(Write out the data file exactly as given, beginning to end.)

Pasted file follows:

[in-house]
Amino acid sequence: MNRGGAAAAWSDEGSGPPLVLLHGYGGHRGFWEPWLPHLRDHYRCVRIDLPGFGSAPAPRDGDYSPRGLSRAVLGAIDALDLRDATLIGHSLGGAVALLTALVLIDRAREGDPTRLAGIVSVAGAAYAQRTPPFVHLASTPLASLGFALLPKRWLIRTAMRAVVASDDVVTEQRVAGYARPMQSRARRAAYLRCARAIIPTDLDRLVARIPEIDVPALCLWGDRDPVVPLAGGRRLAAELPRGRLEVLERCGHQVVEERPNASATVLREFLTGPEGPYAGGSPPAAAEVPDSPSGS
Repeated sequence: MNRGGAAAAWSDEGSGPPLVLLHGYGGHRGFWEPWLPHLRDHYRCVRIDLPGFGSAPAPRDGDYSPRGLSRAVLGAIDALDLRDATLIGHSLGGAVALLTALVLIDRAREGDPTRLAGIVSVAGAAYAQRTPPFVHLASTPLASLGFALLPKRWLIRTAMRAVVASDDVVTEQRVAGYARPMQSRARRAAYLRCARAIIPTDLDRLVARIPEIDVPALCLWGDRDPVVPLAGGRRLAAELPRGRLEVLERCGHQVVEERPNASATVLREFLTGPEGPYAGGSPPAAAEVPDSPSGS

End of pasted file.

[in-house]
Amino acid sequence: MNRGGAAAAWSDEGSGPPLVLLHGYGGHRGFWEPWLPHLRDHYRCVRIDLPGFGSAPAPRDGDYSPRGLSRAVLGAIDALDLRDATLIGHSLGGAVALLTALVLIDRAREGDPTRLAGIVSVAGAAYAQRTPPFVHLASTPLASLGFALLPKRWLIRTAMRAVVASDDVVTEQRVAGYARPMQSRARRAAYLRCARAIIPTDLDRLVARIPEIDVPALCLWGDRDPVVPLAGGRRLAAELPRGRLEVLERCGHQVVEERPNASATVLREFLTGPEGPYAGGSPPAAAEVPDSPSGS
Repeated sequence: MNRGGAAAAWSDEGSGPPLVLLHGYGGHRGFWEPWLPHLRDHYRCVRIDLPGFGSAPAPRDGDYSPRGLSRAVLGAIDALDLRDATLIGHSLGGAVALLTALVLIDRAREGDPTRLAGIVSVAGAAYAQRTPPFVHLASTPLASLGFALLPKRWLIRTAMRAVVASDDVVTEQRVAGYARPMQSRARRAAYLRCARAIIPTDLDRLVARIPEIDVPALCLWGDRDPVVPLAGGRRLAAELPRGRLEVLERCGHQVVEERPNASATVLREFLTGPEGPYAGGSPPAAAEVPDSPSGS